A New Life | September 2015
by Patricia Panaia
When I first met Tom in 1999, he stated definitively that he was allergic to cats. “That’s a show stopper,” I said just as firmly.
A few years later, we were married on a sunny hilltop in California. Cats by then had become an integral part of our lives. We picked up strays, cared for them together, and even took them to Europe when my work transferred us there. I hadn’t realized just how important cats were to us until I met Dr. Jane Brunt at a veterinary association meeting this past August.
It had been a rough year up to that meeting. The prior 12 months we had lost two of our three cats. First Scratch, a fearless gray and white tomcat. Exactly one year later, we lost Idgie, a sweet, friendly black cat with the most perfect face I’d ever seen. They lived long lives and traveled the world with Tom and me, but losing such companions of some 20 years is deep heartache. This was only part of the story.
The other part was Tom’s situation. The overt signs appeared about five years ago but because Tom was so young, the doctors didn’t correctly diagnose him. Either that or, as I believe now, there’s a kind of stigma or denial in talking about this disease directly: Tom has Alzheimer’s. Looking back, I see that even when his doctor knew, he would only call his condition “Alzheimer’s like,” and when my friends talked about it, they used hushed tones.
By January of this year his disease had progressed so that even with the help of caregivers, he wasn’t safe at home. I made the gut-retching decision to place him in a “memory care center” – another indirect way of saying “a place to live for people with Alzheimer’s disease.” I’ve learned a lot about Alzheimer’s these past years, including how it is one of the least-funded diseases in terms of government research. And how the numbers of people with or who will develop Alzheimer’s is reaching epidemic proportions.
So, in the 12 months before I met Dr. Brunt, our home had gone from truly bustling, with three cats and five different caregivers a week to just Moka, our 16-year-old third cat, and me. The house—and we—were empty.
Things were about to change.
Very soon after Idgie passed a caring colleague asked politely, “What if some of us arranged for a kitten to show up at your door?”
“I appreciate the thought,” I said. “But I don’t think that’s a good idea. I need to consider Moka. Besides, all my cats have somehow just…appeared.”
The universe works in mysterious ways. The very next day there was an all office email: “Orphaned Kitty Needs a Home.” I said yes, and a 5-week-old little guy, who soon would be named Jax, entered all of our lives. He would have a profound impact.
You see, at the time I met Dr. Brunt, Tom had been declining more. Even though he was in a safe place and had better caregivers, he was struggling to walk and talk. I was worried sick leaving for this conference. I had arranged for a cat-sitter to care for Jax and Moka…then got another idea just before I left for my trip.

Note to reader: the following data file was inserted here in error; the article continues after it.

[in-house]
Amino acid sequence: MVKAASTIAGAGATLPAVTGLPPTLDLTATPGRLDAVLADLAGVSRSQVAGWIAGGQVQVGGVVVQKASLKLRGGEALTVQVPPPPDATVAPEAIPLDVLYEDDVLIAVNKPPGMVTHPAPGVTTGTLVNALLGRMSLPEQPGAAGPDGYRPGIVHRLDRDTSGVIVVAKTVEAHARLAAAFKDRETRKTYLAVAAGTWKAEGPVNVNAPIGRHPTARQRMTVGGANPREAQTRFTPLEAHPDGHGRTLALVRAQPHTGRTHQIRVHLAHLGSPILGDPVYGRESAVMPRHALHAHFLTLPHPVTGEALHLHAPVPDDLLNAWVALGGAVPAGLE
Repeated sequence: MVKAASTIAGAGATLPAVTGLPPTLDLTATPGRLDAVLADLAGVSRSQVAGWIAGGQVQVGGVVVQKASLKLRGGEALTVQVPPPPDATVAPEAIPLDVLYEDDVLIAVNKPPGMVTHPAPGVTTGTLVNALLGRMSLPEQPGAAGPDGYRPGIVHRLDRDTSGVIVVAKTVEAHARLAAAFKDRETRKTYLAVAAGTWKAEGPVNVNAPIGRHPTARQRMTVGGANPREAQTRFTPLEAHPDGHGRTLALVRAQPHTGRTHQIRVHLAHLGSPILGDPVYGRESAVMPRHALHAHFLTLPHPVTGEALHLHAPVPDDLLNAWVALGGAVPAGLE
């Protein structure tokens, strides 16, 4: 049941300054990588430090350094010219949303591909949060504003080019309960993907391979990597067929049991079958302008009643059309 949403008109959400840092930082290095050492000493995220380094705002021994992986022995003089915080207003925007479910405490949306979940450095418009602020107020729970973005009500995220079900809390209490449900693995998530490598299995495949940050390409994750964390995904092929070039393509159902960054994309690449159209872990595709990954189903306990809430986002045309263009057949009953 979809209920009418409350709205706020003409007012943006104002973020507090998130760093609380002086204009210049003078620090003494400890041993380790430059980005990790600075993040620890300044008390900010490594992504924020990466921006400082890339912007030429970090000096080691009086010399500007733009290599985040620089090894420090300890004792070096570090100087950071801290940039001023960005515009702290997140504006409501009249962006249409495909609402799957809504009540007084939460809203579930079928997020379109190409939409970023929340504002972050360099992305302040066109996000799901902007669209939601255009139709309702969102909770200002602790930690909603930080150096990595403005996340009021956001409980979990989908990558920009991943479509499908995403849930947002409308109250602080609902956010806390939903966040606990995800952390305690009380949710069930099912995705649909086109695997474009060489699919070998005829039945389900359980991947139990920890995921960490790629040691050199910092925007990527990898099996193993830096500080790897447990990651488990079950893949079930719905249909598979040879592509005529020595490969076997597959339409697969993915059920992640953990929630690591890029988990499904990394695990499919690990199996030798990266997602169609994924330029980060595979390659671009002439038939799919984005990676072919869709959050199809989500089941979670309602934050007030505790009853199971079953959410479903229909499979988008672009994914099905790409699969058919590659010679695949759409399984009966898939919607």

“Frankie,” I told his main caregiver. “Please tell Tom that he needs to go to the house while I’m gone to care for Moka and the new kitty.” Frankie often took Tom out on rides, when he was up to it.
As I was pretending to sip wine, listening to Dr. Brunt explain how the CATalyst Council’s mission is to raise awareness of the value of cats, the universe continued to conspire. I felt my phone buzz.
Frankie had at that very moment sent a note and a picture: “Hi Pat, wanted to let you know that Tom had a great day today. He was walking really well and talking up a storm. I kept telling him that we needed to go take care of Moka and Jax and he was so excited. Here are Jax and Tom playing together.”
Not only did this little guy add fun new life to our home, he authentically brought life back to Tom. Today, Jax gets Tom out of the memory care center on a mission—to reconnect with what had been in our lives for the past 15 years: our cats. Jax makes regular visits to Tom, too. Jax also visits the other residents who all want to hold him close to their hearts. Jax gives life to all of them.
There are still rough days, but better than any pill, doctor visit, or anything else we’ve tried, Jax has given us all miraculous healing. Moka has a new spring in her step too!
Dr. Brunt asked if I would share this story. She explained something that I always knew but realize now that I never acknowledged directly: there’s a stereotype that cats are “less than” or somehow not as valuable as dogs, that they are aloof, not as good of companions as dogs, and don’t need companionship themselves. CATalyst exists because cats don’t have as strong of a voice or equal share of our care, attention and respect. They are just not as important. I couldn’t help but think of the similarity with how our society considers Alzheimer’s disease. Maybe sharing this story can help, even a bit, to change our views on both fronts.
Patricia Panaia is the VP of Sales & Marketing at Vets First Choice, based in Portland, Maine. She met Dr. Jane Brunt at the VetPartners semi-annual meeting in Kansas City.